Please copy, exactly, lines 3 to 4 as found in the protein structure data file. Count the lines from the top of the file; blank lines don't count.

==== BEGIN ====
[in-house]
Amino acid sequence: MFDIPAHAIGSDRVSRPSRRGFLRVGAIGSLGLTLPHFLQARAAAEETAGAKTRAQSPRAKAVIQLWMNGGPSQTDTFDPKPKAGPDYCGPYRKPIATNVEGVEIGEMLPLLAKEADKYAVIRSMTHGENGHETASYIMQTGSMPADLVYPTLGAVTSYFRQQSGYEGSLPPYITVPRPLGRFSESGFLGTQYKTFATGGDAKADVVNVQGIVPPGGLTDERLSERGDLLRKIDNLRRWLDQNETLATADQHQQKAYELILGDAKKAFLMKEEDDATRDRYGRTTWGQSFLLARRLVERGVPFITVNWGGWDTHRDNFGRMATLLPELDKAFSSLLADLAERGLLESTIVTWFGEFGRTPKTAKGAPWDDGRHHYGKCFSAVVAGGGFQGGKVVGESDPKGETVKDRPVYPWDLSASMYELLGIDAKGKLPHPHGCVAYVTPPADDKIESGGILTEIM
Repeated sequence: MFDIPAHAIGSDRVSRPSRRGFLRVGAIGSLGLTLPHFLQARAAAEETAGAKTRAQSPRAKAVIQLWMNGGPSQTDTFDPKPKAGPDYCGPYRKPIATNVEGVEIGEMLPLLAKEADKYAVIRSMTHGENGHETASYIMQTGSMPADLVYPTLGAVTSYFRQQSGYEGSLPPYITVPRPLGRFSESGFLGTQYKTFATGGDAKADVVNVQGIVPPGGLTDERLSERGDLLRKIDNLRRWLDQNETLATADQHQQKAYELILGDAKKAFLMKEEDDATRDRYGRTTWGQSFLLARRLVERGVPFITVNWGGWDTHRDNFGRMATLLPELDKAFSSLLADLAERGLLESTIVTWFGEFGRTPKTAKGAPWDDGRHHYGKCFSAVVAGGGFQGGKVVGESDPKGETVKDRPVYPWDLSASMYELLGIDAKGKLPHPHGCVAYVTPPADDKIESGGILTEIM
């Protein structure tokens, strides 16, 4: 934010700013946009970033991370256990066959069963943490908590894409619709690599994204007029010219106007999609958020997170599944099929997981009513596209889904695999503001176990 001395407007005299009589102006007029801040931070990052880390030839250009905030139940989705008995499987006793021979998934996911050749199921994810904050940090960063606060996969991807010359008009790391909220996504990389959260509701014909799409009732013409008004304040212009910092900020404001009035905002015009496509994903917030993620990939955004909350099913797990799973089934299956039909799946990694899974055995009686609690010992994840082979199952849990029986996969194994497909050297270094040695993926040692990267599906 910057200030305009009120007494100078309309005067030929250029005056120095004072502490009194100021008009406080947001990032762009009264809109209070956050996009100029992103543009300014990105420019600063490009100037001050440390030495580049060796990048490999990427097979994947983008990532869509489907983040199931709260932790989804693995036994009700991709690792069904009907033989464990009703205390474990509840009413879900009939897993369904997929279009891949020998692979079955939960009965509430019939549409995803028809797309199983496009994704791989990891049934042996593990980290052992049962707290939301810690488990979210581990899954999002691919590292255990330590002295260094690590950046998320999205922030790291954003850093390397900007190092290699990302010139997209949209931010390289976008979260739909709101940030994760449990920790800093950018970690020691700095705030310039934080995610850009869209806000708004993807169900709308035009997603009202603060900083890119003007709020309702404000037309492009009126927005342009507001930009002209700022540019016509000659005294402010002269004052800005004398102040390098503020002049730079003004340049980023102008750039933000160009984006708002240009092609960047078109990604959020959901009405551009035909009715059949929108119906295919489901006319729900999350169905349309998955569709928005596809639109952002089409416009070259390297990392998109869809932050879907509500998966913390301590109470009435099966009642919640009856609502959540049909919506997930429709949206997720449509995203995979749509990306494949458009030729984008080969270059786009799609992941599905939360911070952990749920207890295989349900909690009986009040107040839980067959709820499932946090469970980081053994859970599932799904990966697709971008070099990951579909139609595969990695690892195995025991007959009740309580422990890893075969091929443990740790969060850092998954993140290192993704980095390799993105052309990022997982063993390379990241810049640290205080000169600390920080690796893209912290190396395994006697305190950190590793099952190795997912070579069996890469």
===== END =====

Repeated sequence: MFDIPAHAIGSDRVSRPSRRGFLRVGAIGSLGLTLPHFLQARAAAEETAGAKTRAQSPRAKAVIQLWMNGGPSQTDTFDPKPKAGPDYCGPYRKPIATNVEGVEIGEMLPLLAKEADKYAVIRSMTHGENGHETASYIMQTGSMPADLVYPTLGAVTSYFRQQSGYEGSLPPYITVPRPLGRFSESGFLGTQYKTFATGGDAKADVVNVQGIVPPGGLTDERLSERGDLLRKIDNLRRWLDQNETLATADQHQQKAYELILGDAKKAFLMKEEDDATRDRYGRTTWGQSFLLARRLVERGVPFITVNWGGWDTHRDNFGRMATLLPELDKAFSSLLADLAERGLLESTIVTWFGEFGRTPKTAKGAPWDDGRHHYGKCFSAVVAGGGFQGGKVVGESDPKGETVKDRPVYPWDLSASMYELLGIDAKGKLPHPHGCVAYVTPPADDKIESGGILTEIM
């Protein structure tokens, strides 16, 4: 934010700013946009970033991370256990066959069963943490908590894409619709690599994204007029010219106007999609958020997170599944099929997981009513596209889904695999503001176990 001395407007005299009589102006007029801040931070990052880390030839250009905030139940989705008995499987006793021979998934996911050749199921994810904050940090960063606060996969991807010359008009790391909220996504990389959260509701014909799409009732013409008004304040212009910092900020404001009035905002015009496509994903917030993620990939955004909350099913797990799973089934299956039909799946990694899974055995009686609690010992994840082979199952849990029986996969194994497909050297270094040695993926040692990267599906 910057200030305009009120007494100078309309005067030929250029005056120095004072502490009194100021008009406080947001990032762009009264809109209070956050996009100029992103543009300014990105420019600063490009100037001050440390030495580049060796990048490999990427097979994947983008990532869509489907983040199931709260932790989804693995036994009700991709690792069904009907033989464990009703205390474990509840009413879900009939897993369904997929279009891949020998692979079955939960009965509430019939549409995803028809797309199983496009994704791989990891049934042996593990980290052992049962707290939301810690488990979210581990899954999002691919590292255990330590002295260094690590950046998320999205922030790291954003850093390397900007190092290699990302010139997209949209931010390289976008979260739909709101940030994760449990920790800093950018970690020691700095705030310039934080995610850009869209806000708004993807169900709308035009997603009202603060900083890119003007709020309702404000037309492009009126927005342009507001930009002209700022540019016509000659005294402010002269004052800005004398102040390098503020002049730079003004340049980023102008750039933000160009984006708002240009092609960047078109990604959020959901009405551009035909009715059949929108119906295919489901006319729900999350169905349309998955569709928005596809639109952002089409416009070259390297990392998109869809932050879907509500998966913390301590109470009435099966009642919640009856609502959540049909919506997930429709949206997720449509995203995979749509990306494949458009030729984008080969270059786009799609992941599905939360911070952990749920207890295989349900909690009986009040107040839980067959709820499932946090469970980081053994859970599932799904990966697709971008070099990951579909139609595969990695690892195995025991007959009740309580422990890893075969091929443990740790969060850092998954993140290192993704980095390799993105052309990022997982063993390379990241810049640290205080000169600390920080690796893209912290190396395994006697305190950190590793099952190795997912070579069996890469």